Packages in the stable or release repository should be safe to install. These have been (hopefully) well tested or pose little risk to system stability if something really does not work correctly with their installation, operation, or removal. This is also the case with the Arca Noae subscription repository, which contains release-quality packages for subscribers.

Experimental packages may be of any quality, and even completely unstable. In short, they are experimental, as the name implies. This means that they may or may not install correctly. Once installed, they may cause all manner of system chaos. They may completely wipe hard drives, network-attached drives, cause SSDs to overheat, and generally behaveĀ  erratically. They are for use by those with a certain set of skills (and intestinal fortitude), able to provide useful feedback to the packager and/or program builder, who may then be able to stabilize the package, put the newer build in the experimental repository, and continue the cycle until the package is ready to be moved stable repository for release. In short, unless you have a specific reason for doing so, you should not install and use experimental packages in a production environment, and unless you have the skills and time necessary to assist in the testing and feedback of a specific experimental package, or have been directed by someone in a position to know the risks involved in using this software (the packager and/or the program builder), you should avoid installing experimental packages.

Arca Noae’s official position is that any tickets opened against experimental packages by users who are not part of Arca Noae’s official beta test team will be summarily closed. Use of experimental packages is done so entirely at the risk of the user. No Arca Noae support subscription currently extends to the installation, use, or removal of experimental packages.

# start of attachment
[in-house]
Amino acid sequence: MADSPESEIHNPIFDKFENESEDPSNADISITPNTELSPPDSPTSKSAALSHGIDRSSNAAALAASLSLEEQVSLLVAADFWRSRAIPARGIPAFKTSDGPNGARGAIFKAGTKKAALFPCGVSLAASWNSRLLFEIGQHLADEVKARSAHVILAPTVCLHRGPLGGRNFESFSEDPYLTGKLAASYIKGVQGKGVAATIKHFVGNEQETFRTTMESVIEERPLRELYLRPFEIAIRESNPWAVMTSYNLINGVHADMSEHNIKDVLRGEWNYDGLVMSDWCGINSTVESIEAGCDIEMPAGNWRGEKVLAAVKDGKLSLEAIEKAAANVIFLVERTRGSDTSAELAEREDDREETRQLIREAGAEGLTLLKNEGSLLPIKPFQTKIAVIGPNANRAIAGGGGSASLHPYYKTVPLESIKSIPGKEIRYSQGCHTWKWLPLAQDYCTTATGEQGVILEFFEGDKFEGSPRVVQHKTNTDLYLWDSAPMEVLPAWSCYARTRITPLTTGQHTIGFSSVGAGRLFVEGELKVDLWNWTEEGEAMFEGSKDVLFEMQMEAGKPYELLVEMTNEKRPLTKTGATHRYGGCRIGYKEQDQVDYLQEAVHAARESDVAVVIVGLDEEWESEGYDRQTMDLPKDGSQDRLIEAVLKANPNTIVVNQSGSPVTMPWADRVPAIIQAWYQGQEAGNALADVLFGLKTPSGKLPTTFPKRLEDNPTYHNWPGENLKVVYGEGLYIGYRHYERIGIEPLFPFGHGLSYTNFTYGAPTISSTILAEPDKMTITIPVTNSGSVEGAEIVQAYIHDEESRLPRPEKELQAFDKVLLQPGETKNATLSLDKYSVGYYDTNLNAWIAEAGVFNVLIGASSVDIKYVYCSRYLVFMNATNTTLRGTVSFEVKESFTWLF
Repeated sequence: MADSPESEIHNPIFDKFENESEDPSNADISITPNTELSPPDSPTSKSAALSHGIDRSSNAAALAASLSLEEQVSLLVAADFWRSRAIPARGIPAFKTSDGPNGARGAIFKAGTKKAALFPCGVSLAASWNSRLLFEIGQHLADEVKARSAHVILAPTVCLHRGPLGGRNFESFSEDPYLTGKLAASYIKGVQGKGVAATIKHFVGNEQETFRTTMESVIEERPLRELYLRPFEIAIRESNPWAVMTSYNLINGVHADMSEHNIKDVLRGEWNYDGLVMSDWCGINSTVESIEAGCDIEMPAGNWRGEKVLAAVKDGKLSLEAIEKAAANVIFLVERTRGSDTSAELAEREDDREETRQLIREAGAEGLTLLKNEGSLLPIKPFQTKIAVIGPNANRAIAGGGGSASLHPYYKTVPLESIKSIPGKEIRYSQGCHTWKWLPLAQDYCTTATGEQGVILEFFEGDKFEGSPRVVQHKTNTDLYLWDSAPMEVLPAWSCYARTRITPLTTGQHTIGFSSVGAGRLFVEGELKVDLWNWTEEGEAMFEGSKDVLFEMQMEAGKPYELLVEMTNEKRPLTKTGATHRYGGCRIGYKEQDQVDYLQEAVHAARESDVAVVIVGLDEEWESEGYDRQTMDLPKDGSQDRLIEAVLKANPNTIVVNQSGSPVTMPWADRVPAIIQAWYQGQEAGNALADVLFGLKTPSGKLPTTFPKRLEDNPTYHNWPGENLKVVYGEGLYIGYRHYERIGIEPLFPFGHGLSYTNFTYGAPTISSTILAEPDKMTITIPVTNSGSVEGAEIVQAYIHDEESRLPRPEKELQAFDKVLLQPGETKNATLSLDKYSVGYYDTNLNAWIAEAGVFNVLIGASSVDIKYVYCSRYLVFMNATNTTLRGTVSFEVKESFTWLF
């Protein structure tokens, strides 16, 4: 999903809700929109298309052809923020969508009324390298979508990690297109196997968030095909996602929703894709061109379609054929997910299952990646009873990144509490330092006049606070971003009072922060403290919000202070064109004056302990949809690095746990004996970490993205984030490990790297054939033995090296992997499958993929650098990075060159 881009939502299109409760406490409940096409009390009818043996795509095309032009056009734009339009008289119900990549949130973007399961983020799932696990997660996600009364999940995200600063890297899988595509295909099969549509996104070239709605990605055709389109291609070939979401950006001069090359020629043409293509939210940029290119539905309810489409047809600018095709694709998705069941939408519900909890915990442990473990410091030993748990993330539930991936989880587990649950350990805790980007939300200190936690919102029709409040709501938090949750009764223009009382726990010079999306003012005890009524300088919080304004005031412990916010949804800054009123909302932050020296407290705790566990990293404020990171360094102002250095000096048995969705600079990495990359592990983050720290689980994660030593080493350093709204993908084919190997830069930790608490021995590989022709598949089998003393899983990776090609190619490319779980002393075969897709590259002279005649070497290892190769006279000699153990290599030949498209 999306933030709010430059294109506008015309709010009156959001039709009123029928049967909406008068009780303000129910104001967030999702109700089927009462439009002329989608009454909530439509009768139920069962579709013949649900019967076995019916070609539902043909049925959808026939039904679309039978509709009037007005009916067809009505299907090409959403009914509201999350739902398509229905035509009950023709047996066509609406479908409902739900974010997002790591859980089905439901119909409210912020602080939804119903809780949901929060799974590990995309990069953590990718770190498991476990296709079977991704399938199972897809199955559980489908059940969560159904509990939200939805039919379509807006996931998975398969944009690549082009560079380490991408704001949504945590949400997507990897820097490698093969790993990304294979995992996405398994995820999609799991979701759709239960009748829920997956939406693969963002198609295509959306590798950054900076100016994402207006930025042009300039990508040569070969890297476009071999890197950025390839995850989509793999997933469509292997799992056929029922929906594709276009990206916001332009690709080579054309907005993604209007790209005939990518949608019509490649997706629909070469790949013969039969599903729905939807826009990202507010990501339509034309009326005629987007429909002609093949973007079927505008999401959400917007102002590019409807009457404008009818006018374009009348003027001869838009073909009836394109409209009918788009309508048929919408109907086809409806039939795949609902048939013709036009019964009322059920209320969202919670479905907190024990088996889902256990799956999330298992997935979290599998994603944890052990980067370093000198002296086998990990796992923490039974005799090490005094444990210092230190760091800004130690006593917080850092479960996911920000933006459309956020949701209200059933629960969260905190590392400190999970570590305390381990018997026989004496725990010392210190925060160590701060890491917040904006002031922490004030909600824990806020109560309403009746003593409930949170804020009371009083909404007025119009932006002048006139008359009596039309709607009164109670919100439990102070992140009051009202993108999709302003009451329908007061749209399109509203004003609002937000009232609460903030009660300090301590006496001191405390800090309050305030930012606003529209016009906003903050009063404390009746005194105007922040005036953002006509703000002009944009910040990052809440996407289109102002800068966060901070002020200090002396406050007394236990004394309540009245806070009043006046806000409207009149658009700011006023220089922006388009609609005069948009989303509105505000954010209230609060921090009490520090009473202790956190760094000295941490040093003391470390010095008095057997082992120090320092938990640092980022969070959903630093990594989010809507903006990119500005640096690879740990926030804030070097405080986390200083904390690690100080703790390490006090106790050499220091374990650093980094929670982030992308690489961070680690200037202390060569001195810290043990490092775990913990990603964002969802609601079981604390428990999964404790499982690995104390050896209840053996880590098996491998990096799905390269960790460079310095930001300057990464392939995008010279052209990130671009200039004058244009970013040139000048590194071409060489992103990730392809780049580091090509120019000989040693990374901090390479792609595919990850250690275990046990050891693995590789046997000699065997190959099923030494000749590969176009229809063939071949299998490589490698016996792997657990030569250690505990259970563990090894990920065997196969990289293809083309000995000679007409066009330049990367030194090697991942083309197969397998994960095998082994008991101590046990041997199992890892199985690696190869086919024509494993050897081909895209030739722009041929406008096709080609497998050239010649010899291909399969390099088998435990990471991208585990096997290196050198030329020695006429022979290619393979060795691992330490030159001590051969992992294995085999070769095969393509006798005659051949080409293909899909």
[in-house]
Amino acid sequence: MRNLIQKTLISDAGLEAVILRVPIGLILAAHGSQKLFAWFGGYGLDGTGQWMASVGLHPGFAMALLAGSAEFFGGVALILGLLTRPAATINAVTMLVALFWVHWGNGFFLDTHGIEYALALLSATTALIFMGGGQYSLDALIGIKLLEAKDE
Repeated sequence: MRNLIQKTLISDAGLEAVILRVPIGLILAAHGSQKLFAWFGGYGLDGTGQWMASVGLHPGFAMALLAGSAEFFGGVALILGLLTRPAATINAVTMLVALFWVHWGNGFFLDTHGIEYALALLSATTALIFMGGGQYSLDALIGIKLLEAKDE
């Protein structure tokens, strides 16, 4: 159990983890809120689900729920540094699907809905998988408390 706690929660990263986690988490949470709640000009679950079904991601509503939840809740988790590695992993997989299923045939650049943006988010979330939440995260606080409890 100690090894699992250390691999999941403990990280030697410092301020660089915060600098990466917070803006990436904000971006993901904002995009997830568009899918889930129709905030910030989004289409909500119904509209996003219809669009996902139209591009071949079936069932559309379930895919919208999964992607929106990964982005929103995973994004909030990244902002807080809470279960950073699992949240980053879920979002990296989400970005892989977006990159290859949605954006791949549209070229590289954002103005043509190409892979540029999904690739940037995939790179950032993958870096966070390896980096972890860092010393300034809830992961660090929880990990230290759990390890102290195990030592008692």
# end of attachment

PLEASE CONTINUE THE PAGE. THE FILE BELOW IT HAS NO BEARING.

Reclaiming filesystem space for removed repositories

When a repository has been removed, the cached metadata and any previously downloaded packages will remain, untouched. YUM has no mechanism for handling this. To reclaim that space, it is necessary to prune the directory tree starting at the repository. For example, if removing a repository named xyz-release, the following files should be deleted from the %UNIXROOT% filesystem:



Finally, the following directories should be removed from the %UNIXROOT% filesystem:



Remember that if the %DELDIR% variable has been set to include the drive referenced by %UNIXROOT%, deleting files may result in them being moved to the \DELETE directory. It may be desirable to disable this feature or use a utility with the capability of bypassing the feature (force deletion) in order to truly reclaim the space. In general, there is no need to maintain this cached data unless there are downloaded packages which may be desired.

This entry last updated: by Lewis Rosenthal